Mixed-Methods Evaluation of Real-Time Safety Reporting by Hospitalized Patients and Their Care Partners: The MySafeCare Application

S Collins, Brittany Couture, Ann Debord Smith, Esteban Gershanik, Elizabeth Lilley, Frank Chang, Cathy Yoon, Stuart Lipsitz, Aziz Sheikh, James Benneyan, David W Bates

Research output: Contribution to journalArticlepeer-review


Objective: The aims of the study were to evaluate the amount and content
of data patients and care partners reported using a real-time electronic
safety tool compared with other reporting mechanisms and to understand
their perspectives on safety concerns and reporting in the hospital.
Methods: This study used mixed methods including 20-month preimplementation and postimplementation trial evaluating MySafeCare, a web-based
application, which allows hospitalized patients/care partners to report safety
concerns in real time. The study compared MySafeCare submission rates
for three hospital units (oncology acute care, vascular intermediate care, medical intensive care) with submissions rates of Patient Family Relations (PFR)
Department, a hospital service to address patient/family concerns. The study
used triangulation of quantitative data with thematic analysis of safety concern submissions and patient/care partner interviews to understand submission content and perspectives on safety reporting.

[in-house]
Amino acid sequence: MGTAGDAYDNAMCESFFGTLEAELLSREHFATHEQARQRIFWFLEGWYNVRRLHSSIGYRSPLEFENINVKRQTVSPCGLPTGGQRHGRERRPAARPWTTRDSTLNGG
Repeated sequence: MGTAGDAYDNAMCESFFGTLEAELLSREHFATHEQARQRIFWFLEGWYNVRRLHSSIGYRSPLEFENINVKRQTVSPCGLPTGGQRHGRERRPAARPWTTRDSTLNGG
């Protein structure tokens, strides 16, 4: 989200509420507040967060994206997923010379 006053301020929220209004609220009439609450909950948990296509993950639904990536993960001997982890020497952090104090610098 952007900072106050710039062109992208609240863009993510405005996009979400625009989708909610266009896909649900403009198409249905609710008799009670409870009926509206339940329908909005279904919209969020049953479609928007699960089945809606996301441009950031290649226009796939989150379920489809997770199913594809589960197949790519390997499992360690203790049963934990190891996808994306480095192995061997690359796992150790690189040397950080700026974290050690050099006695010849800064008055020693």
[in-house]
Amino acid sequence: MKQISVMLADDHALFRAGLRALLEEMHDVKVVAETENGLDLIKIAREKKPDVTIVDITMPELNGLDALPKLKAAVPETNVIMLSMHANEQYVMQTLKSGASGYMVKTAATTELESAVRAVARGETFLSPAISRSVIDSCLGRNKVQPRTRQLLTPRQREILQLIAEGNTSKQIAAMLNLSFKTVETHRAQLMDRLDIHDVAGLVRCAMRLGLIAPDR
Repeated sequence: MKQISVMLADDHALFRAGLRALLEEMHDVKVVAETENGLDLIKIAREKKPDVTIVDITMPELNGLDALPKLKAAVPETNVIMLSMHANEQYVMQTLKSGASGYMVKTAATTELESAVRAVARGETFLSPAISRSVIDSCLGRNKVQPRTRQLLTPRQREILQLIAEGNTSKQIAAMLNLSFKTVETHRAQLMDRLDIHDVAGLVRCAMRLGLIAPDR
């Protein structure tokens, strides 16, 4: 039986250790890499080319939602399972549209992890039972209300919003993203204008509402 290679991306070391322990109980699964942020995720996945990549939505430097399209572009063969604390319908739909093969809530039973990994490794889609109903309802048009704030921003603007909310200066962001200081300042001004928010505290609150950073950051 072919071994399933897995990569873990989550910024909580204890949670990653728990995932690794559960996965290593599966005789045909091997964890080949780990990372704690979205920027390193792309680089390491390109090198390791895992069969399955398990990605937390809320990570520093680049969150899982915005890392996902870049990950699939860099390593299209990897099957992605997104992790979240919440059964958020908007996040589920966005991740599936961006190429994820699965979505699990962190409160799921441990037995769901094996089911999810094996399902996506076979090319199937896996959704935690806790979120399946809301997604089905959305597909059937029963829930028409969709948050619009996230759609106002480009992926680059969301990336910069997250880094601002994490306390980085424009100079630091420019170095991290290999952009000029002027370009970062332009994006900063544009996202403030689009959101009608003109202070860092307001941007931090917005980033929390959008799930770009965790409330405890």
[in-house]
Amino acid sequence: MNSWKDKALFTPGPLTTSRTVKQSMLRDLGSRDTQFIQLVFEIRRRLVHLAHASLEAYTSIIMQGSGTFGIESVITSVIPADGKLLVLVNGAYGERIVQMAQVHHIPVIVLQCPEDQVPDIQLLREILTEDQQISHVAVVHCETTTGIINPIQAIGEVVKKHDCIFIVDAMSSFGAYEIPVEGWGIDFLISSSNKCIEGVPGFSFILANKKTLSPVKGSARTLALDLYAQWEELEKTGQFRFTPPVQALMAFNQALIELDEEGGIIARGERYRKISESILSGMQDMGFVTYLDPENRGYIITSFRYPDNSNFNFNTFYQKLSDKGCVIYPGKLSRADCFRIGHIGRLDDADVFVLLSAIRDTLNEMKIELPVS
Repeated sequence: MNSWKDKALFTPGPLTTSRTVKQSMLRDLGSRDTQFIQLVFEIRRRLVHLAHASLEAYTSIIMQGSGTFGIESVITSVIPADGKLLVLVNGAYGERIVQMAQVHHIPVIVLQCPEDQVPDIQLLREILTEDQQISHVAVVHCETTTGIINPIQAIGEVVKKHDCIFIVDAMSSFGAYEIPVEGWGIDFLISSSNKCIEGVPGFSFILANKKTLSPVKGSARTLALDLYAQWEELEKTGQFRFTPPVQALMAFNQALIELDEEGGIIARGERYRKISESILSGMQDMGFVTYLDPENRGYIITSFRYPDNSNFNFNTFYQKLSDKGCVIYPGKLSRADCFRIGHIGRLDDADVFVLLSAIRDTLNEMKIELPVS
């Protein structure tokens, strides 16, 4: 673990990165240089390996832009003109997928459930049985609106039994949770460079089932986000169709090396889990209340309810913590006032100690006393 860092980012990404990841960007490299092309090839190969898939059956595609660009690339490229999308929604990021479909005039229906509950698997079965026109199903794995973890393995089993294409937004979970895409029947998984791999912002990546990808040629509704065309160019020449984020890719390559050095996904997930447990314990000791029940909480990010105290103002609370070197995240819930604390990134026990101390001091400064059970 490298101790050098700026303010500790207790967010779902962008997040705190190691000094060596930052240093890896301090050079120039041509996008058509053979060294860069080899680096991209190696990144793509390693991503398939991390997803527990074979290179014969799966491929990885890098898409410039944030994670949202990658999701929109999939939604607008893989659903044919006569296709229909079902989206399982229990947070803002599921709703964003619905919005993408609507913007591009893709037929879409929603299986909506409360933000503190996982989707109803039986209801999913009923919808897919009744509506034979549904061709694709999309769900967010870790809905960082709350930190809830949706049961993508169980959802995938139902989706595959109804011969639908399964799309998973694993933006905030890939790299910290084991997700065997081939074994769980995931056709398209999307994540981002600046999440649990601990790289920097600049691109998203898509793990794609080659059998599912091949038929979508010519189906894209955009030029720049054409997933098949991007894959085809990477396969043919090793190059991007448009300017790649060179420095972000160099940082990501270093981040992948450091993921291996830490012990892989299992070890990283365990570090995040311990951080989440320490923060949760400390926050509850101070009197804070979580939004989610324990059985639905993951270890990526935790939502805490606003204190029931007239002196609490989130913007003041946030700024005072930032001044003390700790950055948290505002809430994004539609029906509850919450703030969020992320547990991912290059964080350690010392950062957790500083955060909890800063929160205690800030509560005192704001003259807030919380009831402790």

Results: Thirty-two MySafeCare submissions were received with an average rate of 1.7 submissions per 1000 patient-days and a range of 0.3 to
4.8 submissions per 1000 patient-days across all units, indicating notable
variation between units. MySafeCare submission rates were significantly
higher than PFR submission rates during the postintervention period on
the vascular unit (4.3 [95% confidence interval = 2.8–6.5] versus 1.5
[95% confidence interval = 0.7–3.1], Poisson) (P = 0.01). Overall trends
indicated a decrease in PFR submissions after MySafeCare implementation. Triangulated data indicated patients preferred to report anonymously
and did not want concerns submitted directly to their care team.
Conclusions: MySafeCare evaluation confirmed the potential value of
providing an electronic, anonymous reporting tool in the hospital to capture
safety concerns in real time. Such applications should be tested further as
part of patient safety programs.
Original languageEnglish
Pages (from-to)e75-e81
JournalJournal of patient safety
Issue number2
Publication statusPublished - 1 Jun 2020


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